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The conservative argument for approving Ozello campground

What a Wednesday. Great to have you in, we could be absolutely jam packed today so it’s a struggle to know what’s going to get in, what’s going to get pushed, the county commission wrapped up a ten and a half hour day of meetings just before 11 p.m. last night, still don’t know why anyone wants that job, I was asleep by 9:30 but it was quite the day. First Republican presidential debate tonight, no Donald Trump who has opted out, but plenty of fireworks I’m sure, you’ve got failed presidential candidate former governor of Wisconsin who had once faced a recall vote Scott Walker who keeps offering unsolicited advice to Governor DeSantis, don’t understand it but pretty much all federal politics is above my level of comprehension.

Fortunately, local is right in my wheelhouse. The Chronicle editorial today was titled “Concerned about healthcare issues” apparently I’m not, didn’t read it. Okay, I did read it but there was an abbreviation in it for the community health needs assessment or CHNA, or China without the i, so I ended up reading the whole thing as if it was a review of healthcare in our sworn enemy country rather than our home county - that’s on me, not them.

The Just Wright Citrus piece is on the approval of the Ozello camping ground, I just can’t say glamping and continue to take myself seriously, but it was a scaled-back the project to include 32 RV sites, 16 luxury campgrounds (or glampsites) and 20 primitive (traditional) sites. And it will be the main topic. The meeting held a lot though from a 3-2 vote regarding amendments to the contract with mental health services provider Lifestream and the unanimous approval of the five year extension with Right Rudder Aviation, congratulations to them. Also, Right Rudder executive Andy Chan organized several people to speak on his behalf, he let everyone - whether it was positive or negative although there weren’t any negative from the crowd - speak and then he personally delivered an appropriate, if not almost humble acceptance of the outcome. Great job from him, great job from the board, I’m glad we can put this behind us and do it all again in a half decade.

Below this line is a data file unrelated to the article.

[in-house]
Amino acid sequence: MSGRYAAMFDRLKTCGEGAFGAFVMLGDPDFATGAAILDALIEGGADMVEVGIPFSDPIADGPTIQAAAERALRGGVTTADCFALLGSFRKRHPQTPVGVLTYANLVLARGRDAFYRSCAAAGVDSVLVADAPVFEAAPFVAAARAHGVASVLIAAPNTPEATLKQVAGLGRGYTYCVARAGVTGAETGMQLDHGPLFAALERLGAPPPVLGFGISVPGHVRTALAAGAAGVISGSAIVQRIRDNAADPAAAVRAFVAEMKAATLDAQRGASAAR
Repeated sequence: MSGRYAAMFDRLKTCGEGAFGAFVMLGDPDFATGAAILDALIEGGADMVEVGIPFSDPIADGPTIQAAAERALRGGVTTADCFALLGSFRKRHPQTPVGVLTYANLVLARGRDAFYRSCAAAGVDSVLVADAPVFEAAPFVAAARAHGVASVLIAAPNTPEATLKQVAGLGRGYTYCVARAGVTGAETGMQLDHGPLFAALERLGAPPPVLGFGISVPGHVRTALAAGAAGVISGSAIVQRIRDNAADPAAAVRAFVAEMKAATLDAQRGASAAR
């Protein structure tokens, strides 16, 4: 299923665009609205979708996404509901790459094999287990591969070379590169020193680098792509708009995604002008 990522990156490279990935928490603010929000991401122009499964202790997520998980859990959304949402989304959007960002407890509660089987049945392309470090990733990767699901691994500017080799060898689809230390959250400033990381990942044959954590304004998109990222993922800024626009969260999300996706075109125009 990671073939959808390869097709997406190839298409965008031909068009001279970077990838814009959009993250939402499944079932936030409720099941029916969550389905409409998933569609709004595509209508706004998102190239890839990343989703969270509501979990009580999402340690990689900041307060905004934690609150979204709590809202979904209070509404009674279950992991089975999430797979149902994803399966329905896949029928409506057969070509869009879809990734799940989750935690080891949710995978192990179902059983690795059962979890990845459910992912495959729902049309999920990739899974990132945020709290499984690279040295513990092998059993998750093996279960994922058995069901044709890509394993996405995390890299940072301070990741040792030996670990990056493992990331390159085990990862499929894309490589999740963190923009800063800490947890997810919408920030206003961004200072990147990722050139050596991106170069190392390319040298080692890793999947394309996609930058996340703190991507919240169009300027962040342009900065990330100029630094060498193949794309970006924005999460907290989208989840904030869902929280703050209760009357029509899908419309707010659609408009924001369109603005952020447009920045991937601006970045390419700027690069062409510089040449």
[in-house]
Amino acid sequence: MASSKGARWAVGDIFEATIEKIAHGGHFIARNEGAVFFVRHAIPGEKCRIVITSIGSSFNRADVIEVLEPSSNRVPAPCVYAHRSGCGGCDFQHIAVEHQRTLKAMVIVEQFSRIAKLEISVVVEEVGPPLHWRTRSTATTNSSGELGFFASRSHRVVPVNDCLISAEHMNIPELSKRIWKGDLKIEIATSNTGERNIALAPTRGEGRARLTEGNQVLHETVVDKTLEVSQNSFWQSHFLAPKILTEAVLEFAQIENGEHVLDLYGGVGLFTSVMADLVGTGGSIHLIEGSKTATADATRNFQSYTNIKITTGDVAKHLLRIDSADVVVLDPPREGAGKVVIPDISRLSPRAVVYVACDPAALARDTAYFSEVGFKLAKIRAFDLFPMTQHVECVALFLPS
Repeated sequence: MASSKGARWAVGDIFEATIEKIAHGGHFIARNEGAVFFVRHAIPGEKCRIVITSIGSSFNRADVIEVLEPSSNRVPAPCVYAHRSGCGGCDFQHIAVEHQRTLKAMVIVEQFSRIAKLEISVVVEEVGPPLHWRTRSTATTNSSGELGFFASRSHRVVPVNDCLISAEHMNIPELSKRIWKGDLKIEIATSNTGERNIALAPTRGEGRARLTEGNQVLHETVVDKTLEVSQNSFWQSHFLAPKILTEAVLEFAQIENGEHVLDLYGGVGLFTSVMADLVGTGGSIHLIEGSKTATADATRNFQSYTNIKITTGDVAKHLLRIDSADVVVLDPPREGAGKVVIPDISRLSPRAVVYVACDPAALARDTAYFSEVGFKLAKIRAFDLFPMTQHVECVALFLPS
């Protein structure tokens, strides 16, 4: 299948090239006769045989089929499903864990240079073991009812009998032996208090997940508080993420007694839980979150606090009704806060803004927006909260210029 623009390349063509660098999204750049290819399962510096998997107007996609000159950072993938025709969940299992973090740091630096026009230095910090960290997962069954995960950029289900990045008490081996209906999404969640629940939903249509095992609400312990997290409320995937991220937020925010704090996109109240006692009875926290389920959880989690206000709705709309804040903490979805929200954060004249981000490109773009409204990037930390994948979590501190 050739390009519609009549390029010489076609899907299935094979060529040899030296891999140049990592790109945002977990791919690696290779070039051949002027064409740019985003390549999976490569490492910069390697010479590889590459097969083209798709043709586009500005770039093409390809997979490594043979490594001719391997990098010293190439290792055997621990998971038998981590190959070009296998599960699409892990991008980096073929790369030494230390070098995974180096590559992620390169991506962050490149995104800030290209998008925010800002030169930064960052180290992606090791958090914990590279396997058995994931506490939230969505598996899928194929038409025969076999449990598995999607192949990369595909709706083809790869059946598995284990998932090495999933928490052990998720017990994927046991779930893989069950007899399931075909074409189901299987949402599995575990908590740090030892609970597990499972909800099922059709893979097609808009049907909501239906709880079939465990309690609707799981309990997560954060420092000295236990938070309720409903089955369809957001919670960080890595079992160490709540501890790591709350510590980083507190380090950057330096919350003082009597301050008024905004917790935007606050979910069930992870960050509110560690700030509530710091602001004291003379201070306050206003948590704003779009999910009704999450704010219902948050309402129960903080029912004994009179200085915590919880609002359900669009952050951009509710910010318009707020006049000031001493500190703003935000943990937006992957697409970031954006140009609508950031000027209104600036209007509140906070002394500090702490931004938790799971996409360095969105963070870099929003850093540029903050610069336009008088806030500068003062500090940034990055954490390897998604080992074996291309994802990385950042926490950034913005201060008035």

But there are going to be some upset with the board today based on their decision late last night. So let’s get to that now.

After the presidential debate tonight, you’re going to see headlines that look like this: the biggest winners and losers of the debate! In fact, the most listened to episode of this show so far followed the exact same strategy. But I’ve also advocated on this show that not everything should be viewed in a zero sum context. I’m a competitive rower and a campaign consultant, I know all too well that there are winners and losers in life, and maybe that’s what makes me hyper sensitive to recognizing that not everything should be this way. Sometimes everyone wins. Sometimes no one wins. Sometimes it’s best to just recognize things for what they are.

I think everyone won with the Right Rudder outcome. The county keeps a wonderful FBO, the company gets an extension consistent with expectations from the first contract they signed which was four, five year increments of a 20-year deal, and the public feels both protected as a taxpayer while getting the tremendous service from the business. Win. Win. Win.

But the people of Ozello and friends of the hyper-environmental conservationist ideology are going to feel like they lost last night. While the passionate environmentalists tend to lean ideologically left, there’s no doubt that they will be joined by those on the ideologically right who define conservatism as leaving everything exactly the way it is who will ally with the environmentalists against this decision.

I am a native Floridian, second generation on my mother’s side, both born in Sarasota, but I’m still relatively young, feeling older every day, but my father said something Monday that implicitly I knew but it always strikes me hearing it outloud. He is highly aware of civic ongoings but never much of a participant, and he revealed why when he said something along the lines of, I do’nt know why I would get involved in an argument when I already know the other side. They have a house in Lakewood Ranch, a Villages-sized development in Manatee county, and he said everytime a new branch of the development wants to go up, the first people to speak against it are the Lakewood Ranch residents themselves, many of whom had just moved there. Why?